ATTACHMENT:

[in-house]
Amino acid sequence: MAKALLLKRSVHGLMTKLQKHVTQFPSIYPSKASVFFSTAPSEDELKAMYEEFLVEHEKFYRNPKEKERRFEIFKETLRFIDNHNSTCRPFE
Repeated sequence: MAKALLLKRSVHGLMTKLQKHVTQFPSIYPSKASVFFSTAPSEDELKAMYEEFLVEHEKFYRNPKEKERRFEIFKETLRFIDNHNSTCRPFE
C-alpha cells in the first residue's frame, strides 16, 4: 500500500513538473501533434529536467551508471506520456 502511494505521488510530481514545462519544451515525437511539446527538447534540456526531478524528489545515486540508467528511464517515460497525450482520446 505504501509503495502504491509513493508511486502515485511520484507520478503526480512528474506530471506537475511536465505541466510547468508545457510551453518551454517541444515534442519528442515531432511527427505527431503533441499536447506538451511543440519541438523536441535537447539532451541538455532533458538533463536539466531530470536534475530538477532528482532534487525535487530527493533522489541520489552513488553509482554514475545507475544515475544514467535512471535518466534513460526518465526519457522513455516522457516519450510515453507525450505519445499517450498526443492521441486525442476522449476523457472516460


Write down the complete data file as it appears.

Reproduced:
[in-house]
Amino acid sequence: MAKALLLKRSVHGLMTKLQKHVTQFPSIYPSKASVFFSTAPSEDELKAMYEEFLVEHEKFYRNPKEKERRFEIFKETLRFIDNHNSTCRPFE
Repeated sequence: MAKALLLKRSVHGLMTKLQKHVTQFPSIYPSKASVFFSTAPSEDELKAMYEEFLVEHEKFYRNPKEKERRFEIFKETLRFIDNHNSTCRPFE
C-alpha cells in the first residue's frame, strides 16, 4: 500500500513538473501533434529536467551508471506520456 502511494505521488510530481514545462519544451515525437511539446527538447534540456526531478524528489545515486540508467528511464517515460497525450482520446 505504501509503495502504491509513493508511486502515485511520484507520478503526480512528474506530471506537475511536465505541466510547468508545457510551453518551454517541444515534442519528442515531432511527427505527431503533441499536447506538451511543440519541438523536441535537447539532451541538455532533458538533463536539466531530470536534475530538477532528482532534487525535487530527493533522489541520489552513488553509482554514475545507475544515475544514467535512471535518466534513460526518465526519457522513455516522457516519450510515453507525450505519445499517450498526443492521441486525442476522449476523457472516460